News Column

Violent Robberies Spread Fear for Hispanic Families

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Pedro Lopez Ruiz was unloading a chicken dinner from his car when he spotted the unfamiliar black Chevrolet Blazer pull onto Wildflower Lane.

His 4-year-old daughter behind him, he watched the SUV drive the length of his short cul-de-sac lined with a few mobile homes. The Blazer turned around and crept back toward Ruiz.

Two men in hooded sweatshirts stepped out, one pointing a gun. Ruiz's daughter hid behind him, then ran into their mobile home.

The men wanted money.

He was broke, Ruiz told them, and the men drove off after a few terrifying seconds.

In four cases on the weekend before Thanksgiving, armed robbers appeared to have targeted Hispanics and migrant workers living in the countryside near Clinton. In one robbery, intruders stormed into a mobile home and fired into a bedroom, critically wounding a 4-year-old boy.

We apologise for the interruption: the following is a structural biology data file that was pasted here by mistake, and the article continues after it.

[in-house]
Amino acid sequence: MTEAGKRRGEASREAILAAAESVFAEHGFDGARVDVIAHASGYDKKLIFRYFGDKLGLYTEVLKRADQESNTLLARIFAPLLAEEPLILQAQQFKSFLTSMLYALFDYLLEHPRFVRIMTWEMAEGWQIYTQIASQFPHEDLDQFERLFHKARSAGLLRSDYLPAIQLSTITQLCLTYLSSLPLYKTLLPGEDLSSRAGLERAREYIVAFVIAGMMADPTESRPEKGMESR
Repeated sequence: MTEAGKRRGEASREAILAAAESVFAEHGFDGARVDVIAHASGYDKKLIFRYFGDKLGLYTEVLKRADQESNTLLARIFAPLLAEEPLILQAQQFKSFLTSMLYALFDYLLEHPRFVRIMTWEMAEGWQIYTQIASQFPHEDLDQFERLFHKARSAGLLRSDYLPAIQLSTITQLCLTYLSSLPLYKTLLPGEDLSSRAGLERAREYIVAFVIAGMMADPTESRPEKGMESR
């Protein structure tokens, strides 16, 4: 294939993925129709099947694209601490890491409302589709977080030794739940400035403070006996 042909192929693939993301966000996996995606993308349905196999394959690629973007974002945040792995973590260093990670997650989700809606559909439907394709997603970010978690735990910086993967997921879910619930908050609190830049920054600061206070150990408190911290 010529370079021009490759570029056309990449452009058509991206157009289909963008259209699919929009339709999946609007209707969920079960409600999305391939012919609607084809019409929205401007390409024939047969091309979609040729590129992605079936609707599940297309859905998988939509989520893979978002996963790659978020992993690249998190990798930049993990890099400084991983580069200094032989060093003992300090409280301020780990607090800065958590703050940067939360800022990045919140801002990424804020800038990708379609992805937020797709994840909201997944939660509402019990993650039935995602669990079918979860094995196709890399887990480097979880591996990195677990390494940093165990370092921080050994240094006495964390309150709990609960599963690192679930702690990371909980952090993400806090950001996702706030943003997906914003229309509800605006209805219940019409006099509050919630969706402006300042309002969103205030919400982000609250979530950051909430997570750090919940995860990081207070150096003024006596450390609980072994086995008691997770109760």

Sampson County sheriff's deputies don't know whether the four crimes are related, but they're all too familiar with the violence. Hispanics, many of whom are migrant field workers, are seen as easy targets in brazen attacks and burglaries. Criminals may believe migrants carry large sums of cash. Or maybe they know that few of these cases ever get solved or even reported to law enforcement.

But it's clear that many farm-working Hispanics across the Cape Fear region are increasingly living in fear. Few families answer the door after dark in neighborhoods robbers have targeted. Farmers who employ documented migrant workers and house them in labor camps have hired off-duty lawmen to patrol, especially around payday.